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Photo of the Day: Athena Devouring Her Soldiers

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Inspired by Francisco Goya’s 1819-1823 oil painting Saturn Devouring His Son, the above project speaks of humanity’s innate compulsion to send its soldiers into the throes of death.  We fight for land.  We fight for possession and power.  It is our willingness to send man and woman into war; and Athena above, goddess of warfare (and wisdom) unleashes her rage over the very men and women we as a people send into battle.

On the other side of the coin, we also fight for freedom, for a voice, for the ability to live our lives as we choose.  There are always two sides, our decisions coming from a place we find within ourselves.

Shot with three Q-flashes, black back drop, and a 6-stop neutral density filter allowing me to shoot wide open, I brought the subject as close to the wide angle lens as possible to create distortion in her face and hands.  Goya’s image is offered below for reference.

Location: private residence

Camera/Lens Specifics: Canon 5D Mark III with Canon EF 16-35mm f/2.8L II USM Lens

16mm, 1/80 sec at ƒ/2.8, ISO 100, tripod.

Post: LR4 & Adobe PS6

Cameron Karsten Photography

Screen Shot 2013-03-11 at 1.23.58 PMFrancisco Goya (1819-1823 oil painting) Saturn Devouring His Son

Woodblock Seasons, Sweet Gum Prints

Woodblock printing is either a small-scale process or a large-range endeavor. Contributor Cameron Karsten explores the process and the result through artist Tracy Lang’s eye for detail and love of the end result.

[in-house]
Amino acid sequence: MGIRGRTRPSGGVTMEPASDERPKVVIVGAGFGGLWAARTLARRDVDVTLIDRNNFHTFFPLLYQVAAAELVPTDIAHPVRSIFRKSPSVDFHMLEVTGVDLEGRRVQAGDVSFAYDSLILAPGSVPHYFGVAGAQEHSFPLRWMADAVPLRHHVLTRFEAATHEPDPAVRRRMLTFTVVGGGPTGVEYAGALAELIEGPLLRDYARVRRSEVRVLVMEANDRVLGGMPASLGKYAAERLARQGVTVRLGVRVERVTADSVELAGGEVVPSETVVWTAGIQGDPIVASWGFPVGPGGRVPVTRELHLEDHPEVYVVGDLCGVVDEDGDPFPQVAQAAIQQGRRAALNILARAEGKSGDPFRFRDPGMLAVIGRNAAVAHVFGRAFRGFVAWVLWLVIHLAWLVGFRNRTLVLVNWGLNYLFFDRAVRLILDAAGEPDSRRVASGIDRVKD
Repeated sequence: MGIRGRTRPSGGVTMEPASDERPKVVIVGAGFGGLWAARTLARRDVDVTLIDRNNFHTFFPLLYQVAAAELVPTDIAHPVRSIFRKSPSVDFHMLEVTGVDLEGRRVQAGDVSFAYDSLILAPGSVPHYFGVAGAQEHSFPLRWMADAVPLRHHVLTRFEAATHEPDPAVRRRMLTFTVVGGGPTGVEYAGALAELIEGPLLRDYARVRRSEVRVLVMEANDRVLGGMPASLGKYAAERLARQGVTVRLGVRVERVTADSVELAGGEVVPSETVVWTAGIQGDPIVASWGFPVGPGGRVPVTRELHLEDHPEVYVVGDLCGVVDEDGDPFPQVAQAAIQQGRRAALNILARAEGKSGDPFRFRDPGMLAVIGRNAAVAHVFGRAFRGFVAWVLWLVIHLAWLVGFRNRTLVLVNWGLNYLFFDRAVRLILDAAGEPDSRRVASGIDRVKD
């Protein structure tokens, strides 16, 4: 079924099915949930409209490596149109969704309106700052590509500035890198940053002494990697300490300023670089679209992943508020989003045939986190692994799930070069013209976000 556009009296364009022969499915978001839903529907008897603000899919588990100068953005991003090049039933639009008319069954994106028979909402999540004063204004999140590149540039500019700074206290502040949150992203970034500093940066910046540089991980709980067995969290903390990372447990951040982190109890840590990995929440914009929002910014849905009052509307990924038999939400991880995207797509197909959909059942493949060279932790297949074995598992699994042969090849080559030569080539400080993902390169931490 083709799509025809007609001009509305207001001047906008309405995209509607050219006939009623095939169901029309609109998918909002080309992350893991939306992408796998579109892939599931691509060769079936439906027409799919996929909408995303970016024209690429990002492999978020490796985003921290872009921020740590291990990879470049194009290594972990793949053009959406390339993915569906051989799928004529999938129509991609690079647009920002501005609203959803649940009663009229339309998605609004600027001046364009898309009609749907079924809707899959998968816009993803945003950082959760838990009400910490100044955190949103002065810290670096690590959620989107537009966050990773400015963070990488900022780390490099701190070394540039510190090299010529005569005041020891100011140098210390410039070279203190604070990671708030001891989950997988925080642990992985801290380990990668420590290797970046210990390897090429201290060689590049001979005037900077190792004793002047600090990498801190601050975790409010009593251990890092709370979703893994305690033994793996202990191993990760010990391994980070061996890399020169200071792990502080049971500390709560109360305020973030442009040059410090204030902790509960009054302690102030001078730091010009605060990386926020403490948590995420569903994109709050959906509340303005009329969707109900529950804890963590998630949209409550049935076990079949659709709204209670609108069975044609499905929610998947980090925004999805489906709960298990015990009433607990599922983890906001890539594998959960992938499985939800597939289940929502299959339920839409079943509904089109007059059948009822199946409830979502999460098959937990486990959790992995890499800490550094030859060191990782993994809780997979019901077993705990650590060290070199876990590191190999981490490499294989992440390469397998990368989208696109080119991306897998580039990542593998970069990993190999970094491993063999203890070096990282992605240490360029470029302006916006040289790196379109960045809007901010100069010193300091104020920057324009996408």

via Woodblock Seasons, Sweet Gum Prints.

Photo Essay: The Woodcut Art of Tracy Lang

Cameron Karsten Photography at the One World Multicultural Festival – Thursday Nov. 12th 6-8:30pm

BAINBRIDGE ISLAND, WA – November 12, 2009

Cameron Karsten Photography is a portrait of peace.  On Thursday, Nov. 12th from 6 – 8:30PM, an Artist’s Reception at The Upstairs Gallery in The Pavilion commemorates a new display of photography.  Captured from around the world, the Bainbridge Island exhibition kicks-off Cameron Karsten’s upcoming adventure to East Africa and is part of the One World Multicultural Festival; an all-day event celebrating world diversity with international foods, cultural music, exotic dance, conceptual art and independent film.

Along with partner Lily Brewis, the islanders’ journey will begin in Ethiopia, volunteering at an orphanage and continue for five months traveling and working with non-profit organizations like island-based Global Team for Local Initiatives.  Via photography, article writing and HD film footage, they will document the progress of grassroots organizations to create awareness back home of the change occurring within the region.  And as part of their quest, Cameron and Lily will bring the many forms of art to orphaned children and the colorful therapies of textile design to the parents in a drive to heal the divisions of mother/daughter, father/son.

In theme with the journey, the exhibit presents 15 photographs arranged thematically in five distinct categories.  Each will portray a story through words, expressions and composition representing the various meanings of peace, leaving the viewer with both the senses of pain and poverty, serenity and hope.  From the towering Sierra Nevadas to ceremonial worship in the Indonesian archipelago; from the complexities of exile to the minute livelihood of fruit picking, each conceptual image penetrates reality to the core eternal peace.

For additional information please visit Cameron Karsten Photography at www.cam2yogi.com, or One World Multicultural Festival at www.oneworldfestival.wordpress.com

What:  Cameron Karsten Photography Artist Reception

When:  Thursday, Nov. 12th 6-8:30pm

Where: The Upstairs Gallery at The Pavilion

403 Madison Ave. N

Bainbridge Island, WA 98110

206.799.9318